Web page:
I’m not particularly easy to embarrass.
Sometimes, that’s actually a fault of mine: I can speak frankly about things that make other people blanch, and I’m not always sensitive to that. Sometimes I’m an asshole about it.
A couple of weekends ago, I went to the Algonkian Write to Market Conference. One of the exercises was intimidating but simple: four of you would get up in front of the room, each would deliver your pitch that you’d readied for an agent, and you would do a Q&A session about it.
Simple enough, right?
Except that I was pitching an erotic romance novel.
Probably anyone not already published in that genre would be nervous about it. Reasonable.
Then there was the Q&A part.
Question from the back: “What makes you think you can write a sex scene?”
This is an author platform question, essentially.
Fiction writers often don’t get grilled on them. I’ve never lived in a post-apocalyptic Palo Alto, never been on a space station, nor have I ever lived in a mythical world. But I’ve written about them.
Erotic romance novels are different than “hot” romance novels. Passionate Ink has category definitions, but I prefer my own:
Porn: about the reader’s journey, not the characters’. It has a happy ending — of sorts. Generally ends with a sex scene for obvious reasons.
Erotica: about one character’s sexual journey, and doesn’t require a happy ending. Classic example: the book version of Nine and a Half Weeks by Elizabeth McNeill, which does not have a happy ending in the romance sense, but does have a happy ending in other senses.
Erotic Romance: about characters in a relationship and their mutual sexual journey, requiring HEA (happily ever after) or HFN (happily for now). Removing or toning down the sex causes the story to fall apart. So the question posed of me was also asking: can you not only write a sex scene, but do you have enough skill to make that sex scene a necessary part of the plot?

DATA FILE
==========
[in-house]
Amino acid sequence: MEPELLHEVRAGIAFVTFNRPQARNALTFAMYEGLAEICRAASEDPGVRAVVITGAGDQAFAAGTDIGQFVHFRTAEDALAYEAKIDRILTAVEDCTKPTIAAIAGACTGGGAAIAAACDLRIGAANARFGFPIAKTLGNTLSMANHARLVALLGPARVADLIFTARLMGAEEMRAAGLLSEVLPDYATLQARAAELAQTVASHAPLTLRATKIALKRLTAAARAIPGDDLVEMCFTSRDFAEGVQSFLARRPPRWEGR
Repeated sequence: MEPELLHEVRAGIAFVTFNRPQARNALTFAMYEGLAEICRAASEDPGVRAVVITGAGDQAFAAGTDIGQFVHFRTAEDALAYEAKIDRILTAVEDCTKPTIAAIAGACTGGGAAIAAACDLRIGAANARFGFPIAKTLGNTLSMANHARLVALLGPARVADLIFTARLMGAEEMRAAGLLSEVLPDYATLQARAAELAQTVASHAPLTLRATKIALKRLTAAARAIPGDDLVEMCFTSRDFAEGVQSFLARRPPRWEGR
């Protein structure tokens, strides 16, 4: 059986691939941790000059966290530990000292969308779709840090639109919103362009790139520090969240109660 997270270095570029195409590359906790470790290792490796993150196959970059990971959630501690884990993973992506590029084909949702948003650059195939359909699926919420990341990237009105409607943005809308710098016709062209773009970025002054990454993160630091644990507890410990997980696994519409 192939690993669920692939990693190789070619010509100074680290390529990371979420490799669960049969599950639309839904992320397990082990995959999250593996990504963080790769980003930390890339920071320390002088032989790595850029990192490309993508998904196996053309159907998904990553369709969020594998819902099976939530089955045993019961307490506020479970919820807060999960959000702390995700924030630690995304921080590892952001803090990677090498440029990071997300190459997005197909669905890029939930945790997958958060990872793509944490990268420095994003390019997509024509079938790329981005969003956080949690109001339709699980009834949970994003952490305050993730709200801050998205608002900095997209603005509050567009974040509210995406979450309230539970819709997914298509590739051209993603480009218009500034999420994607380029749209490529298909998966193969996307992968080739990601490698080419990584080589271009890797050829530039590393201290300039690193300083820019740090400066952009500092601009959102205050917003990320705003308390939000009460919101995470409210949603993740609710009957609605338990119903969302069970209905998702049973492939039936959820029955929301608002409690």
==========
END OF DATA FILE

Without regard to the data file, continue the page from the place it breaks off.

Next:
Sexy Romance: about characters in a relationship who have explicit sex, requiring HEA or HFN. I do agree that the sex can be toned down without losing structure. Frankly, I don’t like these much and find myself skipping over the sex scenes in them.
Author platforms are critical in a lot of non-fiction: why would anyone want to read your cookbook? What authority do you have to write a self-help book? A travel guide? A medical reference?
But there are so many things saying how essential it is for an author–any author–to have a platform. I have a pent-up rant coming about this, so we’ll just table that for now. Let’s just say that even Forbes has gotten into the buzz.
For a fiction writer, that platform can be as simple as: be yourself, just a bit more out there.
There I was with a question–and any number of ways to answer it, and lots of pleasant memories from my callow youth volunteering their services. Oh, black sand beaches of Martinique…. I digress.
This is publishing, and I happened to have a track record, which I’ve written about before.
So I said, “Well, I’ve sold twelve porn novels for money, and I made more writing them than I did programming during that period.”
Which is true.
I’m not sure what compelled me to add that second part, though.
I’ve generally said it was “half” my income, but the truth is it was a tidge over fifty percent, partly because software engineering salaries in South Florida at the time were reprehensible, and partly because I had writing deadlines and checks that came in like clockwork.
It’s always been embarrassing to me: not that I wrote porn for money. More that I took money for writing books I wouldn’t read for free. It was hard work, and not work I’m proud of, but it did teach me how to approach writing seriously even if the subject is generally not regarded seriously. When I went on to write and sell four computer books, it was incredibly useful experience. As awful as I think the porn books were, I’m pretty sure none of them are as bad as the examples in this (seriously NSFW) blog of sex scene WTFery.
The question from the back changed my perception of my prior work. Suddenly, it became relevant. Instead of writing in another field, it was at least arguably relevant to something I’m doing in the present. For the first time, I felt like I was at peace with my time in literary brothels.
The other writers applauded, and not just the polite sort of applause. It was a difficult and pointed question to get through, and I’m sure they were all very, very glad it wasn’t a question they had to answer.
I came home with a 2nd place synopsis/opening contest win (and accompanying check), and I didn’t even get through my newly-revised pitch before the agent I stood in front of requested a full.